Cross-Toolkit Software

Developing cross-platform software is easy: use cross-platform libraries, and you're set! When GUIs are involved, however, things get a little trickier. Different platforms tend to have different ways of doing things, GUI-wise. There are libraries that attempt to abstract away these differences to allow developers to build "write once, deploy everywhere" GUI-enabled applications (Qt, wxWidgets, GTK+, etc.), but they always seem to fall short when it comes to the "nativeness" of the look and feel, especially for Mac OS X. To have a cross-platform GUI-enabled application that looks and feels native on all platforms, one obvious solution is to have a cross-toolkit design.

By "cross-toolkit", I mean an application that uses more than one toolkit for the different platforms it supports. For example, my own applications use two toolkits: Cocoa (through PyObjC) under Mac OS X, and Qt (through PyQt) under Windows.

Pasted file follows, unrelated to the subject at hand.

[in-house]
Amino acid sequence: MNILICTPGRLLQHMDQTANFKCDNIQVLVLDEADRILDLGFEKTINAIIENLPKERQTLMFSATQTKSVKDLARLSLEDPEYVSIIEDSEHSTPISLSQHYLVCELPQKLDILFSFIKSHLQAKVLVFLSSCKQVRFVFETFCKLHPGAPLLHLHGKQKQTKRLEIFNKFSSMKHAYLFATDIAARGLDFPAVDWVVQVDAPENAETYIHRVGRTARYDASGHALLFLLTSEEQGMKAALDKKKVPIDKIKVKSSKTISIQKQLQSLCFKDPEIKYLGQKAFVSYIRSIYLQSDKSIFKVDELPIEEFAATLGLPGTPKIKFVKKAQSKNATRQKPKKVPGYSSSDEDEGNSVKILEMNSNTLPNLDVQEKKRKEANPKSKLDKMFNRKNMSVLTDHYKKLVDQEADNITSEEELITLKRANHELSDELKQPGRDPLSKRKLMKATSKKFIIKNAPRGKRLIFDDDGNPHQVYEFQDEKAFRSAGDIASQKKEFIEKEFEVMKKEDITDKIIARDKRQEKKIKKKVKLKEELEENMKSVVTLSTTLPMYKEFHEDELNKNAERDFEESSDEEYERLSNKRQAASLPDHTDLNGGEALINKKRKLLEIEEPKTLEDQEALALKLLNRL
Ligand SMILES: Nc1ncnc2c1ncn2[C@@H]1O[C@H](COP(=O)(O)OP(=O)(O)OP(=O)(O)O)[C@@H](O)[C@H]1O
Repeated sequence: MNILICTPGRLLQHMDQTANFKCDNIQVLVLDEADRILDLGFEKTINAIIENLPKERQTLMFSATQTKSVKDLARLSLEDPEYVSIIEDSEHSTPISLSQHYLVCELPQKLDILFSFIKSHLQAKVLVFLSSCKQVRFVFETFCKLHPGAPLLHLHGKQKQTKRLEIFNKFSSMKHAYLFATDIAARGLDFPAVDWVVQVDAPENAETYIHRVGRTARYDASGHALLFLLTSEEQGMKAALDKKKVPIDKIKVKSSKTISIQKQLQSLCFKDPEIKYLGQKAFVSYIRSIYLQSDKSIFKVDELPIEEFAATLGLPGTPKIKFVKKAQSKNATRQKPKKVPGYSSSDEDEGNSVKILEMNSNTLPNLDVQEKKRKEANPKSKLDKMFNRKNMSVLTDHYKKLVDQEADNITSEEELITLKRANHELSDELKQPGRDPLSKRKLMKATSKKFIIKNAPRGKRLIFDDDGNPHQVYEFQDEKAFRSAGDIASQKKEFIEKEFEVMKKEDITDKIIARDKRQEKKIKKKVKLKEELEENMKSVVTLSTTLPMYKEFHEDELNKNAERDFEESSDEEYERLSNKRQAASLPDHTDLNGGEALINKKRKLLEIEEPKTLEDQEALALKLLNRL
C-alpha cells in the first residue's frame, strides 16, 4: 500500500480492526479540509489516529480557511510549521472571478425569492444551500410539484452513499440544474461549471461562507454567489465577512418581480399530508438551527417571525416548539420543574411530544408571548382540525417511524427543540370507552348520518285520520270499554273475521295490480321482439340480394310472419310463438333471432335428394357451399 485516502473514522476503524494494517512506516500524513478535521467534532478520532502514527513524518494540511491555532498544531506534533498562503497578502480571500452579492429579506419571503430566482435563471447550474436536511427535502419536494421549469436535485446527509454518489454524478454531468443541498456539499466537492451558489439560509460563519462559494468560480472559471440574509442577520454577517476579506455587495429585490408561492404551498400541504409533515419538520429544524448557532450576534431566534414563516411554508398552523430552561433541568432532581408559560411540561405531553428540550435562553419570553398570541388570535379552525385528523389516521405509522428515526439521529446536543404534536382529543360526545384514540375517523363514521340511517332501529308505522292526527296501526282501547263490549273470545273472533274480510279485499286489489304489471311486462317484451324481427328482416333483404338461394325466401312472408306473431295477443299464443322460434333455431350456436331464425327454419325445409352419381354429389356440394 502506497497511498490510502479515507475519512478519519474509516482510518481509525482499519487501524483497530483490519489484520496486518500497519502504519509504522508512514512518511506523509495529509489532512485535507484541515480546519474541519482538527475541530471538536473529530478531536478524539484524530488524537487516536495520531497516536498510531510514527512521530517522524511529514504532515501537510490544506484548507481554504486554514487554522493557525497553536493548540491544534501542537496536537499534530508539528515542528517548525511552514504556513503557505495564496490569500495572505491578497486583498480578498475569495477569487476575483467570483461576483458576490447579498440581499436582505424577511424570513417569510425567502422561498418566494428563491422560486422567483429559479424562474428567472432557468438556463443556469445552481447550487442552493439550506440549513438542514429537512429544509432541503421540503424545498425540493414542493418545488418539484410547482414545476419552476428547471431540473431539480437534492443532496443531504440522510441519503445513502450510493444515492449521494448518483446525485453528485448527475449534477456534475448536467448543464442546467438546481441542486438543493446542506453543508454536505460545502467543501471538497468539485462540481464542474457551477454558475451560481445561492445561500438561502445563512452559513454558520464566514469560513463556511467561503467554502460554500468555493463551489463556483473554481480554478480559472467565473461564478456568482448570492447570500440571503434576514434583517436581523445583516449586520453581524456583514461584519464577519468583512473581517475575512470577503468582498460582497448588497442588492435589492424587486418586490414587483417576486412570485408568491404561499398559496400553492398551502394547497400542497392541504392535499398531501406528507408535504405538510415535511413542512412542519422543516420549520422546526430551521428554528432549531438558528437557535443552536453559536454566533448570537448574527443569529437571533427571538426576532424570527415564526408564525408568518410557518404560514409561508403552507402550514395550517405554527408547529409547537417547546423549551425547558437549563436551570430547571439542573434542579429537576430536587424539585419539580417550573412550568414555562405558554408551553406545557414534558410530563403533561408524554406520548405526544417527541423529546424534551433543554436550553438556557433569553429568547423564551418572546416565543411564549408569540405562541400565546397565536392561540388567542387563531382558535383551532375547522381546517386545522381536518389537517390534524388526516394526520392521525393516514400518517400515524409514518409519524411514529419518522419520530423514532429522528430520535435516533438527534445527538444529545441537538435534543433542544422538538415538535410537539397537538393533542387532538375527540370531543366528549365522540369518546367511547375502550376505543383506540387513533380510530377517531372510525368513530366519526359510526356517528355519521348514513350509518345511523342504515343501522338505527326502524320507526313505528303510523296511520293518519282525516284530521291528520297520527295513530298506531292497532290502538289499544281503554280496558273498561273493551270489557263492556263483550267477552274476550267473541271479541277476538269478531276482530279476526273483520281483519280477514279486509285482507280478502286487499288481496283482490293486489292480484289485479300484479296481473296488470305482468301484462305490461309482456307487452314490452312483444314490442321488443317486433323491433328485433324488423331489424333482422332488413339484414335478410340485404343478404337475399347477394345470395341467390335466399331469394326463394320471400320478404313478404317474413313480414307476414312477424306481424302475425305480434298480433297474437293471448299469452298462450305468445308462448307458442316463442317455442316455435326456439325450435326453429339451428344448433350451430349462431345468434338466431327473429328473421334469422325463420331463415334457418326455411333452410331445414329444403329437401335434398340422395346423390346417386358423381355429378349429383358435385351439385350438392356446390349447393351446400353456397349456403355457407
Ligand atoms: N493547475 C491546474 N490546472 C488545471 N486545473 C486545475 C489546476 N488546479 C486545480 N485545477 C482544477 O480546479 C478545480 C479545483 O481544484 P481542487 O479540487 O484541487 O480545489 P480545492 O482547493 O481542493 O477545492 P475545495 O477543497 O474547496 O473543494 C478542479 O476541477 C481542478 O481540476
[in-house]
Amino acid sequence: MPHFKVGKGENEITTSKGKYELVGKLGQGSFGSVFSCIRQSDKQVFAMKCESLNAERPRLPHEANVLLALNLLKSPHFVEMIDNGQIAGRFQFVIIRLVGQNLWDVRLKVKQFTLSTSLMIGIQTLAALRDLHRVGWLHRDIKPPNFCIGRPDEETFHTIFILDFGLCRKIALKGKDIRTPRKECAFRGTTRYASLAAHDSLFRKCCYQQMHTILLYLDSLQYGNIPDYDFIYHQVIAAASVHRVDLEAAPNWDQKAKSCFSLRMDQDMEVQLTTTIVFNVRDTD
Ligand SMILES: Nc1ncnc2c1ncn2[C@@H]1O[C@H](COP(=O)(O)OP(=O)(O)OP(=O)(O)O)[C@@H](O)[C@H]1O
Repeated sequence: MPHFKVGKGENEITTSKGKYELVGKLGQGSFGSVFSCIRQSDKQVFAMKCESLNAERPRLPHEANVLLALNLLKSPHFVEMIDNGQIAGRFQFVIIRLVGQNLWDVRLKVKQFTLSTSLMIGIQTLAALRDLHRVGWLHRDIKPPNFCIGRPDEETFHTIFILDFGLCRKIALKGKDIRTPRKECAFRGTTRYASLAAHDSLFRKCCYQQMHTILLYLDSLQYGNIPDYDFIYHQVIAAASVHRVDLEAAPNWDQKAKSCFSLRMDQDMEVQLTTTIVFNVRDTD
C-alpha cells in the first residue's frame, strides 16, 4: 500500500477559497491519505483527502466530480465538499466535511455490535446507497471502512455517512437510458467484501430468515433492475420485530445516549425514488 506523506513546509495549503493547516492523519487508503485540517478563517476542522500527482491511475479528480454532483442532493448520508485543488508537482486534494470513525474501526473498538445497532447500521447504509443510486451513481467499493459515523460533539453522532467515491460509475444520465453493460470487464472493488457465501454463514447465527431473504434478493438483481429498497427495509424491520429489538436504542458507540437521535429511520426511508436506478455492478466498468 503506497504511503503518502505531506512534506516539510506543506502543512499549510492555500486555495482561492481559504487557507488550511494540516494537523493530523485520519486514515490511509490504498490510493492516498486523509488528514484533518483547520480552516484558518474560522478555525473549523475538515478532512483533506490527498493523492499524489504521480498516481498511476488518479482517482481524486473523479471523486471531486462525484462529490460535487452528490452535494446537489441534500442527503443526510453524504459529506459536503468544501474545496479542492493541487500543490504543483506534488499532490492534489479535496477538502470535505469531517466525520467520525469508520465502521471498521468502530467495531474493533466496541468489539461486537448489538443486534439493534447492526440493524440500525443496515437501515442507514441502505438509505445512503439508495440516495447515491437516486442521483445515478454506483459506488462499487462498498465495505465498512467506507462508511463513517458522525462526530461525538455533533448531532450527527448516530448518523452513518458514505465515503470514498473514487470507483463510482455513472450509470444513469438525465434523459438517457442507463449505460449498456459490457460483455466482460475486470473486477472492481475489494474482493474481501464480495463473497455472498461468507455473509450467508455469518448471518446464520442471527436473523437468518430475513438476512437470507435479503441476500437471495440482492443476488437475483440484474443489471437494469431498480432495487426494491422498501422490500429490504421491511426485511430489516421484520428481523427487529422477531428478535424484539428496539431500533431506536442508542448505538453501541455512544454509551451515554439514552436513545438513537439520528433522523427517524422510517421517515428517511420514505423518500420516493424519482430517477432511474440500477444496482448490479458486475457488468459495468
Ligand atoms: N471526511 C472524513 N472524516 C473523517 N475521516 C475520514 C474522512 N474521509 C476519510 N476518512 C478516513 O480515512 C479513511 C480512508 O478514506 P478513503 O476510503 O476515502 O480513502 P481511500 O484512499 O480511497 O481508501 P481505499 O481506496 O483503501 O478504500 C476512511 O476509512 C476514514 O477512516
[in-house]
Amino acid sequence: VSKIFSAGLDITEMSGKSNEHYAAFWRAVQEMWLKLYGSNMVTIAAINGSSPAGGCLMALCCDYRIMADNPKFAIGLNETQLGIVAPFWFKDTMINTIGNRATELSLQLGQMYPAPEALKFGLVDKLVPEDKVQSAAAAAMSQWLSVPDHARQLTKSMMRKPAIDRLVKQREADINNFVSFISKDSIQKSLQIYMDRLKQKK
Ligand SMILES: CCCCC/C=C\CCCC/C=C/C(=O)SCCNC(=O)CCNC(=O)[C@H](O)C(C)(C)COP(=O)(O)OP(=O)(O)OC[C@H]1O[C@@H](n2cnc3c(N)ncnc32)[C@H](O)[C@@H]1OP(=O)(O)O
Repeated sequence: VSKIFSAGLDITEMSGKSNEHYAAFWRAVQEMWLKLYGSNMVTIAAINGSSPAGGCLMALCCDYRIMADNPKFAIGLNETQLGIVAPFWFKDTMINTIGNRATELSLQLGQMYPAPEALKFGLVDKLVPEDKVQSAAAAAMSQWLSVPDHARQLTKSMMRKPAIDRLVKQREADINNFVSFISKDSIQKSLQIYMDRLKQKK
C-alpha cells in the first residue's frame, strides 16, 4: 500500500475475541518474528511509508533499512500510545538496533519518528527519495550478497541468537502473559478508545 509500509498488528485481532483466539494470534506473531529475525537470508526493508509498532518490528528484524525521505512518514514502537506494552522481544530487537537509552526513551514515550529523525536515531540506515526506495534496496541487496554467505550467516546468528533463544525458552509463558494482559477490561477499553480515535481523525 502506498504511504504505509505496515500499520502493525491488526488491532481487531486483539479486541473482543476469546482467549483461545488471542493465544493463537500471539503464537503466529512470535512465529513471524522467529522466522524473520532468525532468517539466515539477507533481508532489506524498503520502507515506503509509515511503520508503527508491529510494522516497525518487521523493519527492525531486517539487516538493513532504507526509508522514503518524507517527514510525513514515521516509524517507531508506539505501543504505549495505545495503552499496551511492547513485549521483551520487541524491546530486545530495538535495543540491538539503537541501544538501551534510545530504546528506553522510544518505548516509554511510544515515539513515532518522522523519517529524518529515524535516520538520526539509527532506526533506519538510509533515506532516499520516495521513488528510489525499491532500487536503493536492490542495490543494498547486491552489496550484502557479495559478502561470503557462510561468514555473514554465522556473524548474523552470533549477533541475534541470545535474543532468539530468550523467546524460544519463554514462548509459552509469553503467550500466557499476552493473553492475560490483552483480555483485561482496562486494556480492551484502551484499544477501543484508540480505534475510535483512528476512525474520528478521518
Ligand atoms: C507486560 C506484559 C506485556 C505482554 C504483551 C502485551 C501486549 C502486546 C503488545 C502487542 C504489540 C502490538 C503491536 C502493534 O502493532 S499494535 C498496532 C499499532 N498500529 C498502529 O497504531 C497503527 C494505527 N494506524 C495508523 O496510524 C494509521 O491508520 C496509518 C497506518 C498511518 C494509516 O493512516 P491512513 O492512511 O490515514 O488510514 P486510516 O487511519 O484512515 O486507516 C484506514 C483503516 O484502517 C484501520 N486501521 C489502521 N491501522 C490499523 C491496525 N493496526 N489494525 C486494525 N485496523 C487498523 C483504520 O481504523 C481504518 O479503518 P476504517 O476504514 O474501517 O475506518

But going cross-toolkit, although it gives your software nativeness, brings its own share of problems. When you create a cross-toolkit software, you have to decide what code belongs to the core, and what code belongs to the toolkit-specific code. If you put too much code in the core, you end up re-writing your own little toolkit wrapper. Then, you realize you abstracted away too much when a platform's specificity forces you to either hack around your core design or rethink that design. If you don't give your core enough responsibilities, you end up with logic duplication among your different toolkit-specific codebases.

In this article, I'm going to take a look at three softwares: A single-toolkit-cross-platform software (OpenOffice), a cross-toolkit software with logic duplication in it (Transmission), and then my own attempt a creating a great cross-toolkit software (moneyGuru).

Case Study #1: Open Office

I'm commenting the 3.1.1 release.

Open Office is a single-toolkit application in all its Java-esque glory. I've only briefly looked at its gargantuan codebase (my doctor said it's hazardous for my health to read Java code). Its toolkit seems to be a re-implementation of AWT. There's probably very little logic duplication in that codebase. However, opening Open Office for the first time on OS X brings you this very foreign-looking wizard window (a concept already foreign to OS X):